Well, the basic set is ... basic. It's clever idea, but it didn't hook me. The strategy space, once you get past the initial "How does this work" isn't exciting. More importantly, while the purchasing decisions are good from the opening (with a few surprises like Chapel's dominance being not-obvious), the "How do I play this hand" usually feels pretty straight forward.

Still, Dominion invented a genre.

Good ideas -- The Core Concept.

Issues -- As an introduction (both to Dominion and Deckbuilding in general), the base set feels simplistic now. But revolutionary at the time.

For base Dominion, I'm Indifferent (although see next entry).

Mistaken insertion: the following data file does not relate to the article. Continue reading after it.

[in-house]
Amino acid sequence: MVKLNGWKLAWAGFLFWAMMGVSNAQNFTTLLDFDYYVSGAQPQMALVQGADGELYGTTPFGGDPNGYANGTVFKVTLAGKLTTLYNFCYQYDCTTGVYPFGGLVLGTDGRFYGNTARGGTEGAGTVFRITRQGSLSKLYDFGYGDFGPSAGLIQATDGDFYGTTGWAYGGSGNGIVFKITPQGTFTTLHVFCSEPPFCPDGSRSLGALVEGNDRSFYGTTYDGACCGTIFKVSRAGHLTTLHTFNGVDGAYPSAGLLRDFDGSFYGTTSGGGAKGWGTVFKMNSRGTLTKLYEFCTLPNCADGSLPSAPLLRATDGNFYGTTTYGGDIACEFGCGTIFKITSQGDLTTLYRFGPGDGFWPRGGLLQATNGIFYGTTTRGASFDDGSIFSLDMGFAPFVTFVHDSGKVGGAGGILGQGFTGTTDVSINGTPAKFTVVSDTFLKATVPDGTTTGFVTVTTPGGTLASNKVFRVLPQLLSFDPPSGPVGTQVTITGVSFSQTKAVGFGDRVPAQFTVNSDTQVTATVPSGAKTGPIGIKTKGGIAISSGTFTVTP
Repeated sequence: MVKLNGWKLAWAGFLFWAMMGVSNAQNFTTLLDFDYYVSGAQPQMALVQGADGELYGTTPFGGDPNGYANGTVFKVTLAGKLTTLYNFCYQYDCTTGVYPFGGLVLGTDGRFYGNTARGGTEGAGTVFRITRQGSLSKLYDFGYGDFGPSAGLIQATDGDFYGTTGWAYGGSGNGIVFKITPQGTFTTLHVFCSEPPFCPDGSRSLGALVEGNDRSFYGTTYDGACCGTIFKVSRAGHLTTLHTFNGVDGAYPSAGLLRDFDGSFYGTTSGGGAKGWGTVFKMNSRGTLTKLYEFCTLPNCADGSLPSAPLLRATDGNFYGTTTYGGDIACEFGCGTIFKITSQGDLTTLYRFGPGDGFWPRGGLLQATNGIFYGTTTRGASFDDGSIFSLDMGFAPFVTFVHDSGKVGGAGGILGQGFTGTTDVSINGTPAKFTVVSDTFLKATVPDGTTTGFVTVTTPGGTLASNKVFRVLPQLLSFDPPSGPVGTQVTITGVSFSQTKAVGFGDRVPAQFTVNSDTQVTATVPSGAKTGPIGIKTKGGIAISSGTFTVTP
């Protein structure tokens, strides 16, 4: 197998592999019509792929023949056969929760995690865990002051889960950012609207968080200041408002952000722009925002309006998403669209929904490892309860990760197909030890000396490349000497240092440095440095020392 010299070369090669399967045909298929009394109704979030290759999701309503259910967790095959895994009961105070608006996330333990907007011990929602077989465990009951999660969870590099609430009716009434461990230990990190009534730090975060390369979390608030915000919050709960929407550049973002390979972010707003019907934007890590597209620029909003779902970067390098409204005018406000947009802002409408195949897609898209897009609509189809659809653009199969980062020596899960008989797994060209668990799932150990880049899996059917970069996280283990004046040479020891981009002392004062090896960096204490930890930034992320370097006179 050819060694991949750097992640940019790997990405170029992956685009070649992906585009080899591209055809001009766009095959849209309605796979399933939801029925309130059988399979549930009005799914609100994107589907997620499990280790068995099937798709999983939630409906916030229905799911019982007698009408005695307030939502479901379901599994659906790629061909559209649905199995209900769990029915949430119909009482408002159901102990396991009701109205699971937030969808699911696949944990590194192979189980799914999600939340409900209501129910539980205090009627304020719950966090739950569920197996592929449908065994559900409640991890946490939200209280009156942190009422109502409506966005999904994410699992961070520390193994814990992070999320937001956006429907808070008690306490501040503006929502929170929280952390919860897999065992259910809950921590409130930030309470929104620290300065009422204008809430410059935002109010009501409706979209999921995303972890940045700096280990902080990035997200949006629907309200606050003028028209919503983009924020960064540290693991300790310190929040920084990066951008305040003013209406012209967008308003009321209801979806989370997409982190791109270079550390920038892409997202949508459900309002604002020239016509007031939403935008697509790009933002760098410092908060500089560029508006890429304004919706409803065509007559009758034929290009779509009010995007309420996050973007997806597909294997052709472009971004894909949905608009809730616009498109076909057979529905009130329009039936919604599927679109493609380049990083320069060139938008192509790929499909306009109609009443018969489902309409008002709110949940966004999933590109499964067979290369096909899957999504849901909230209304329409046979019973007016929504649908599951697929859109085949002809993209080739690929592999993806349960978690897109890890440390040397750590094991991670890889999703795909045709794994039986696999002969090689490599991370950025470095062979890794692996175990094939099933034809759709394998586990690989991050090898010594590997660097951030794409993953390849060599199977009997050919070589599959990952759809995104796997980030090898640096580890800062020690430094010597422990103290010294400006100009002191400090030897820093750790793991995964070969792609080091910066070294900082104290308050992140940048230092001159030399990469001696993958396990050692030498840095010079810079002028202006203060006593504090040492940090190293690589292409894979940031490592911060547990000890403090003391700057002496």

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2. Family: Dominion
Brian Bankler
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Once the first few expansions hit, Dominion became (for me) a great game.

Obviously part of this is the "first-mover" advantage. Dominion had a large class of interesting cards already in the pipeline when the game hit the shelves, other designers and companies were playing catchup. Dominion also benefited (IMO) from its appearance on BSW (later supplanted by the excellent isotropic server).

As it currently stands, Dominion has a large three-fold strategy space.
1) Set Analysis -- Given these 10 kingdom cards, what is my plan?
2) Tactical Play -- Given what I drew this turn, how do I play it?
3) Purchasing -- Given my plan and current money, what do I buy? (In particular, when do I transition from money/engine to VPs? and What do I do when I get a bad draw that doesn't forward my plan?)